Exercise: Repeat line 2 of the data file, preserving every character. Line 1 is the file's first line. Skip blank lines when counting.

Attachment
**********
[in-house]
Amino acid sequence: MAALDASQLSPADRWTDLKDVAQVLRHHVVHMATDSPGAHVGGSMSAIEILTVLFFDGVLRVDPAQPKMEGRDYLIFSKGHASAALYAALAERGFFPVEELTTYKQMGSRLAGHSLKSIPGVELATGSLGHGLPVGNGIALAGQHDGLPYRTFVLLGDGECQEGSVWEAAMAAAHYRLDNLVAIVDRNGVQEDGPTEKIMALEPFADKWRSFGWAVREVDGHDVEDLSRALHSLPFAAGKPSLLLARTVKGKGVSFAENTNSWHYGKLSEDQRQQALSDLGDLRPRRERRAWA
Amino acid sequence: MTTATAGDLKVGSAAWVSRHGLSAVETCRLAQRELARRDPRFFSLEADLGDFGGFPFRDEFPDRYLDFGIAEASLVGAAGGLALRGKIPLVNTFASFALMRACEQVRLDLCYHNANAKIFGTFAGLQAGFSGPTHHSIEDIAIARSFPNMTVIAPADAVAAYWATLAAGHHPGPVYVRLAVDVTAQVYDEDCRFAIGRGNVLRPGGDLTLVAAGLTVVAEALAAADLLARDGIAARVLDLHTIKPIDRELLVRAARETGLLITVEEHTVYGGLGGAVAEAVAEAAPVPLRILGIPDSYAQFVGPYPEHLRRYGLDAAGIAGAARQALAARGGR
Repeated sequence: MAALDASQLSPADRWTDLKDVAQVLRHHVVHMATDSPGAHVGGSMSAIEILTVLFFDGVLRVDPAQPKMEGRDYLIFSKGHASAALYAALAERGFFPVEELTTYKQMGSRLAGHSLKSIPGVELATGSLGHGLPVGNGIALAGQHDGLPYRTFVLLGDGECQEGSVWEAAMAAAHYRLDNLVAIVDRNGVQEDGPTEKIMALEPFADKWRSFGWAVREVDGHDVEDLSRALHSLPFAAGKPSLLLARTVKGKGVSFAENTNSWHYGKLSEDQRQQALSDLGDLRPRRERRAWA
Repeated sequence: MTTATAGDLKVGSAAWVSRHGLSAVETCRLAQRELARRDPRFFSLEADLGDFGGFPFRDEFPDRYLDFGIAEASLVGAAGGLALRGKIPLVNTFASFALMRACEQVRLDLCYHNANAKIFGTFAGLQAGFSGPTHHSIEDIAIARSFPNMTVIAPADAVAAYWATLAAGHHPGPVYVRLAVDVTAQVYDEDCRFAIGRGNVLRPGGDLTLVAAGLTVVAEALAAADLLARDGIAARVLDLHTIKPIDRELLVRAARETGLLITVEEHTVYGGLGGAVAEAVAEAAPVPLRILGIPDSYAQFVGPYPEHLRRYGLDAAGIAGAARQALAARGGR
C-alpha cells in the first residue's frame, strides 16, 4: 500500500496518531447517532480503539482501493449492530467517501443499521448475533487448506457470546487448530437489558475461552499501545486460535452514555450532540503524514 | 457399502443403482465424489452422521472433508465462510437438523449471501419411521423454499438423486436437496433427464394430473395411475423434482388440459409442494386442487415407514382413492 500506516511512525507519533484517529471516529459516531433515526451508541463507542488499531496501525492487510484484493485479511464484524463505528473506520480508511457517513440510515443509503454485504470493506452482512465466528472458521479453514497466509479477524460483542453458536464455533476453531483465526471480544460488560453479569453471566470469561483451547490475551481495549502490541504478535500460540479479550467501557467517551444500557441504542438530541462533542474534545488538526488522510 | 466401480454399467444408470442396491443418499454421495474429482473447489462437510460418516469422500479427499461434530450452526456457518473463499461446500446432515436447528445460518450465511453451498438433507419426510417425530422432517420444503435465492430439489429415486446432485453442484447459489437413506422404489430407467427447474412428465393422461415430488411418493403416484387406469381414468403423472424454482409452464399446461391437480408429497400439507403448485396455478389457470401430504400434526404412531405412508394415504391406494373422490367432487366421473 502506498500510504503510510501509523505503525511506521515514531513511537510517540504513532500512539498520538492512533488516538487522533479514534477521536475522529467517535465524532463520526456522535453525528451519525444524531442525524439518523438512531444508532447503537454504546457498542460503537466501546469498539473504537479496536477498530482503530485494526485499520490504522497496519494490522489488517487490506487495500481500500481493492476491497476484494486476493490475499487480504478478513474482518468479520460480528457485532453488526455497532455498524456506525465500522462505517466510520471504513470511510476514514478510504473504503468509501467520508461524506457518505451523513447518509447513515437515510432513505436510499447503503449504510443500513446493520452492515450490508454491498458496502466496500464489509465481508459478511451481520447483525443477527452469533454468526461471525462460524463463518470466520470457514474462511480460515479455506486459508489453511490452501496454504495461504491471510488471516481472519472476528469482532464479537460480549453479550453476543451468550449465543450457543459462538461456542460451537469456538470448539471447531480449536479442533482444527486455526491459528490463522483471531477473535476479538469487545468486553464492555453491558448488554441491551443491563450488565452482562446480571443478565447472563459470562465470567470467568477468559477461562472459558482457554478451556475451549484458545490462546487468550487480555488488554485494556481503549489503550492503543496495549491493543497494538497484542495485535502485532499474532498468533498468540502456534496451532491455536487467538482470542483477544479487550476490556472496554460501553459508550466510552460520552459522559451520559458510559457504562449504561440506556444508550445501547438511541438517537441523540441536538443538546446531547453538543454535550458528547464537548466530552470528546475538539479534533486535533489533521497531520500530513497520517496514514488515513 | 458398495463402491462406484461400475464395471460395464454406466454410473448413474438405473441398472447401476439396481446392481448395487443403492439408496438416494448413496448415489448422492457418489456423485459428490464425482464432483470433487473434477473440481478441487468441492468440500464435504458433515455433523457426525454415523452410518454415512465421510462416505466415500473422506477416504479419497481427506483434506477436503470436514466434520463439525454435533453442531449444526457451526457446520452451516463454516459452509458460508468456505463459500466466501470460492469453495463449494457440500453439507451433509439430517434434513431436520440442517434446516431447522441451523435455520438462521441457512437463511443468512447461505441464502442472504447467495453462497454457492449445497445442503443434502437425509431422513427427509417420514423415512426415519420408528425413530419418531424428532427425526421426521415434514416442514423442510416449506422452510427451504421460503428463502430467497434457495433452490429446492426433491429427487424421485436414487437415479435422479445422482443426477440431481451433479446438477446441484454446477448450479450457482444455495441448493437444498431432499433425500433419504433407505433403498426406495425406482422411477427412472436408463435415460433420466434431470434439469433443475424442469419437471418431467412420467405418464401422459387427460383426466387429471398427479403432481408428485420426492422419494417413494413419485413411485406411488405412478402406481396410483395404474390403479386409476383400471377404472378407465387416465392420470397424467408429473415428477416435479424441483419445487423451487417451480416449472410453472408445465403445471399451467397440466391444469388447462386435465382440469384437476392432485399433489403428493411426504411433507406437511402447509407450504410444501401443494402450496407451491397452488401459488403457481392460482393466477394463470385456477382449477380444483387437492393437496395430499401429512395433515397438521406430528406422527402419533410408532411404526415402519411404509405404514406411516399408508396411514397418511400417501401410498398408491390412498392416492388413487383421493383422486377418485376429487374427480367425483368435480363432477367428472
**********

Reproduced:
Amino acid sequence: MAALDASQLSPADRWTDLKDVAQVLRHHVVHMATDSPGAHVGGSMSAIEILTVLFFDGVLRVDPAQPKMEGRDYLIFSKGHASAALYAALAERGFFPVEELTTYKQMGSRLAGHSLKSIPGVELATGSLGHGLPVGNGIALAGQHDGLPYRTFVLLGDGECQEGSVWEAAMAAAHYRLDNLVAIVDRNGVQEDGPTEKIMALEPFADKWRSFGWAVREVDGHDVEDLSRALHSLPFAAGKPSLLLARTVKGKGVSFAENTNSWHYGKLSEDQRQQALSDLGDLRPRRERRAWA